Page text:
That’s one of the hard things about this. I don’t know if any of your other guests have talked about this so far, but the fact that what we normally do to cope is less accessible to us. There are some people who stay busy going around running all kinds of errands, taking kids to all kinds of activities and they don’t feel so much during the day because they’re doing all that.

It definitely has come up. I’m finding that people who are go, go, go like to distract themselves. Not only can they not do a lot of what normally distracts them, but they’re also so extra tired. They’re not able to sustain it and that’s causing them anxiety as well. That’s why there are lots of dynamics that play into that. That’s why you have to assess like, “Where’s my energy at? What am I needing and what can I do?” Even if it’s not the normal thing, how can I do it in a way that’s been adjusted for my circumstances?

Where I’m seeing trauma responses come up is for people who usually are so busy. That’s a very anxious energy. There’s this feeling of being trapped inside. They can’t get away and saying, “I feel like I’m in prison.” That might be the person who when they were younger, the way they escaped their unhappy home was to be doing activities. Many people always say, “When I was in high school, I was in every sport. I did every activity. I was never home.” That’s the way they got away from saying dad being an alcoholic or domestic violence that was at home. When you have that urge to flee and you can’t, that feels traumatic. That does feel like being trapped to your body. Your body’s saying, “Get out of here, escape,” but then the message is, “It’s not safe out there.” It’s no joke. It’s impacting people.

It’s that internal war that drains you in a very different way. It’s not like, “I had this very full day and I’m tired,” like the good kind of tired. “I had this great full day and now I feel good.” It’s more like, “I cannot function right now. I’m done.” The irony is a lot of people are struggling with their sleep. They’re exhausted and laying there not able to sleep, that’s very frustrating.

It’s terrifying for some people because it’s like, “I have so much I have to do tomorrow. I have to homeschool these kids. I’m supposed to work eight hours. We have to have meals.” It’s like that, “How am I going to get through tomorrow if I can’t sleep tonight?” That’s what your anxiety does to you too. There are a lot of things that people can do. There are a lot of things that anyone can do that are free. There are also a lot of things you can do with things you already have or resources you already have access to. I always think about the trauma.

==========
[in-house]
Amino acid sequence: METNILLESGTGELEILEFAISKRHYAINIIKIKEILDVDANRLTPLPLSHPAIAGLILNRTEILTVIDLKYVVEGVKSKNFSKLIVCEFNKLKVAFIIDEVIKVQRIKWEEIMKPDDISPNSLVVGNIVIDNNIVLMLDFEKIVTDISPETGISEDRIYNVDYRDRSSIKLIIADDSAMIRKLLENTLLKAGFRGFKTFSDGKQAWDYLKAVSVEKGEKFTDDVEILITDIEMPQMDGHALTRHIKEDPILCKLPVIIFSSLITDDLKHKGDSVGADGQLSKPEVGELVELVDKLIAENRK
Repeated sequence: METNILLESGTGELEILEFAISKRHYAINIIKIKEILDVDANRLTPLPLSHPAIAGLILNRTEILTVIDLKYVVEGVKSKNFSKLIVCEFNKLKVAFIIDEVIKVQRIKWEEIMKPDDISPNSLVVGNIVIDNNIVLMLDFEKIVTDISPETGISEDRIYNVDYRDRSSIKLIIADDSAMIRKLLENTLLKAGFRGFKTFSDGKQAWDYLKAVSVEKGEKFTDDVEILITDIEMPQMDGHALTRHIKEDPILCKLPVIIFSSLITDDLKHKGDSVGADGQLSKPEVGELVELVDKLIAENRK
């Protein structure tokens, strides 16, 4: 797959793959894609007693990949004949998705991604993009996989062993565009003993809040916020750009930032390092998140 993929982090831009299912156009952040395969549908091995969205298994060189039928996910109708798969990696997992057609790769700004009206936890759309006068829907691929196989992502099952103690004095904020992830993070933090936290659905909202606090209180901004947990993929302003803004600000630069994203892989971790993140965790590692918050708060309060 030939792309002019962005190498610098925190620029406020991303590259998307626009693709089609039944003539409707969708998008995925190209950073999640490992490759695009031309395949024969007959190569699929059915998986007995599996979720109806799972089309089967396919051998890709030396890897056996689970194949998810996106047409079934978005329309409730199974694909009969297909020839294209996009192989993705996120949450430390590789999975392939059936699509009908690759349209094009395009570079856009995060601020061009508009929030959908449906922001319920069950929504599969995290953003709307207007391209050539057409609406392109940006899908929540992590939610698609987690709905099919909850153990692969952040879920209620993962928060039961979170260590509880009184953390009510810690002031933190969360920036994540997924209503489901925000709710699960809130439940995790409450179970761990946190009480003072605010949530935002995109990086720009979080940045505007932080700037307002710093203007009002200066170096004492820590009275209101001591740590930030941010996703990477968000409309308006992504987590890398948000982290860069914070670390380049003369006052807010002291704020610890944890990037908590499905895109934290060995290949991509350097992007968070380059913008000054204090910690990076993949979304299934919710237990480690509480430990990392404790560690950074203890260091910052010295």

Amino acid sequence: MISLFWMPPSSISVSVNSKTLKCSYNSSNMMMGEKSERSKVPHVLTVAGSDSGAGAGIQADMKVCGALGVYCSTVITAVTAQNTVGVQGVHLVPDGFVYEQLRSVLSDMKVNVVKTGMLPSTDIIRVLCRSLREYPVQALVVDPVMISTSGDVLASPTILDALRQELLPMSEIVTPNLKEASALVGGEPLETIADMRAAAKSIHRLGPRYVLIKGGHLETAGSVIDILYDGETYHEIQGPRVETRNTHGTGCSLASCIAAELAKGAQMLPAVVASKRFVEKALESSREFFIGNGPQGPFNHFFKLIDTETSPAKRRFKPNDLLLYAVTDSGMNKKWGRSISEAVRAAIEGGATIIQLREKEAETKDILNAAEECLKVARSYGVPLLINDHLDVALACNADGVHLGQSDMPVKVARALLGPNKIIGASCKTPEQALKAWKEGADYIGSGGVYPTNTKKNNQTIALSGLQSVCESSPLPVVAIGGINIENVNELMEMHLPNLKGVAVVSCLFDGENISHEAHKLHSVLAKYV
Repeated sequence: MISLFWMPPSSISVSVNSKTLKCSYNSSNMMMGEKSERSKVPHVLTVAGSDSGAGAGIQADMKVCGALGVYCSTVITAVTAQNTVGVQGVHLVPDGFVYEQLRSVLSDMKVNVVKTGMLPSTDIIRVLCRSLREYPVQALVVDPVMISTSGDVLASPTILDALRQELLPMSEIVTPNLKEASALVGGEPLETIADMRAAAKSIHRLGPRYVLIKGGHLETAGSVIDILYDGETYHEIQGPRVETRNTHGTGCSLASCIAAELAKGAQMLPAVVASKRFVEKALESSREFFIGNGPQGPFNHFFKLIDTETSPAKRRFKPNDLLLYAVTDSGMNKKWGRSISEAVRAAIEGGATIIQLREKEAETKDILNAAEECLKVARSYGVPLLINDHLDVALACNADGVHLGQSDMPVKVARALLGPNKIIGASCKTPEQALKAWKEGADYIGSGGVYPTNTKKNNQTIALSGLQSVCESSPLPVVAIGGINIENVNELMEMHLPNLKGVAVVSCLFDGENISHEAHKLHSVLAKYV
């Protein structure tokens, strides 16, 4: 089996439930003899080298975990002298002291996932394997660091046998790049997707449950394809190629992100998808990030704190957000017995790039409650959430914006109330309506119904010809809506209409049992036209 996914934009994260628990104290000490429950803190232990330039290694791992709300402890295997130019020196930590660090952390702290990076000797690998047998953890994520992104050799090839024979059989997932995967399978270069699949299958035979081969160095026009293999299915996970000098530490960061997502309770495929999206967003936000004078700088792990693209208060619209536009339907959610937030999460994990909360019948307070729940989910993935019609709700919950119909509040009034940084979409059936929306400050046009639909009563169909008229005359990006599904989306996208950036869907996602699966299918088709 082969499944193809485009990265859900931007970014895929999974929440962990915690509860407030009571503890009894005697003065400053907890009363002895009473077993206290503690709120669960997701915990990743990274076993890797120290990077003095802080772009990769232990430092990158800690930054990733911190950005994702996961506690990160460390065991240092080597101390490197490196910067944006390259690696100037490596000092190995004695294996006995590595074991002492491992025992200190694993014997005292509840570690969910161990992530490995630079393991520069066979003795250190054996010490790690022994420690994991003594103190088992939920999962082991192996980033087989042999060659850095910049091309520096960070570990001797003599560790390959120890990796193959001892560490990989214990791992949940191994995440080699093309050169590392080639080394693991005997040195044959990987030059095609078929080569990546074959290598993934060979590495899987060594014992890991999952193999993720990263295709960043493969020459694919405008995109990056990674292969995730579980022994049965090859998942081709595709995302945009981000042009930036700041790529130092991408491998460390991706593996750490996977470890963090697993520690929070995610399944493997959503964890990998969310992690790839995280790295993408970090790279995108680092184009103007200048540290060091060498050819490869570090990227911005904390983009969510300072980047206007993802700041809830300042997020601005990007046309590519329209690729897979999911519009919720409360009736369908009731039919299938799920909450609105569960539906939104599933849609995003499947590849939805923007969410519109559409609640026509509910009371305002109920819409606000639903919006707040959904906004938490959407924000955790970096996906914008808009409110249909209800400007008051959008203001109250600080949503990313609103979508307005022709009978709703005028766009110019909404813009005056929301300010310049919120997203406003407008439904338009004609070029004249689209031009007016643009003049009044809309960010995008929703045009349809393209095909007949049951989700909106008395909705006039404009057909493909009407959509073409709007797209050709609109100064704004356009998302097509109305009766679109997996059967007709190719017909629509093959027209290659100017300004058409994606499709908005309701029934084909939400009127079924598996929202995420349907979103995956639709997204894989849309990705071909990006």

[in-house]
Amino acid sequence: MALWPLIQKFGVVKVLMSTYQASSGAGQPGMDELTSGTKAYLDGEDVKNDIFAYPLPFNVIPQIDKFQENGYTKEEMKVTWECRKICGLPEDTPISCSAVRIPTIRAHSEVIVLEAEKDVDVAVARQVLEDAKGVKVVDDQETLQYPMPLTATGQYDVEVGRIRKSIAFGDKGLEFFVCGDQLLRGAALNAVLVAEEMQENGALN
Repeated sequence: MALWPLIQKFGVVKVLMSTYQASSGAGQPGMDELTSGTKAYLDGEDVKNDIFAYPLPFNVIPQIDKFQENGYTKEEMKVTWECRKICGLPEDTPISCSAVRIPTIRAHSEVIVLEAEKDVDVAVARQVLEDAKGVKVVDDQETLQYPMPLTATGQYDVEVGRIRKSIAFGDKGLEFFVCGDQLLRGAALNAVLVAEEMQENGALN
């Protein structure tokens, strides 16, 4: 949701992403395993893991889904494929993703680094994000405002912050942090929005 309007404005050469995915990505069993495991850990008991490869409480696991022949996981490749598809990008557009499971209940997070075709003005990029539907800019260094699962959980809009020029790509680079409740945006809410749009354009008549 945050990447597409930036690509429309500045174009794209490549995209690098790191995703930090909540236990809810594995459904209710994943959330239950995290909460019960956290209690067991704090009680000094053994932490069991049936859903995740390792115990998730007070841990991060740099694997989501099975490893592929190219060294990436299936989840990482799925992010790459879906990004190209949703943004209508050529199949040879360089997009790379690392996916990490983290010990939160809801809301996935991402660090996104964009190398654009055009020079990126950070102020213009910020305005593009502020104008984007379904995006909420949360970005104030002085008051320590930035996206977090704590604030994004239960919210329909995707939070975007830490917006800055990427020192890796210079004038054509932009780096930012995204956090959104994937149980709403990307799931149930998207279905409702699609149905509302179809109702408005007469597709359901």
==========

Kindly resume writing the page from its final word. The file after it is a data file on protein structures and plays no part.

People have different ways of describing this, but this is what the Sensorimotor Psychotherapy training teaches, and the way I traditionally learned before people started talking about trauma as much as they do now, which is great. There are a lot of different perspectives out there. In sensory motor, they say that there are five trauma responses, fight, flight, freeze, submit, which is what some people are calling fawn. The other one is attached cry. I’ll tell you what they all are. If you’re like, “I’m not going to alter my lifestyle. I’m going to go about as normal,” that might be fight. If you feel angry, “This isn’t right. We shouldn’t have to stay in the house,” that’s fight.

When you’re seeing people losing their stuff when they’re in the grocery store because somebody coughed or sneezed or something, it’s that fight part of that response.

I’m demonstrative with my body language, but that’s what our bodies are saying. It’s like, “Get away.” When you feel that urge for fight, then you can do things that will relieve that sense so that you feel you are fighting. You might want to yell. You might want to punch a pillow. One thing that is an exercise that they offer with Sensorimotor Psychotherapy is you take a pillow in both hands. You stand up and using all of your body with both hands, you swing the pillow at something and hit it. You might hit a sofa or your bed. Something that’s not going to hurt, but your body gets the feeling like it’s fighting. It relieves that urge because your body wants to do something.

This came up where somebody was talking about that and the suggestion was made to punch a punching bag. They said, “No, I want to break things. The punching bag isn’t going to do it.” Although I would have encouraged them to still try it. It’s lessening it a little bit, but they’re at that point. It’s like you’re saying there’s a physical release that needs to happen.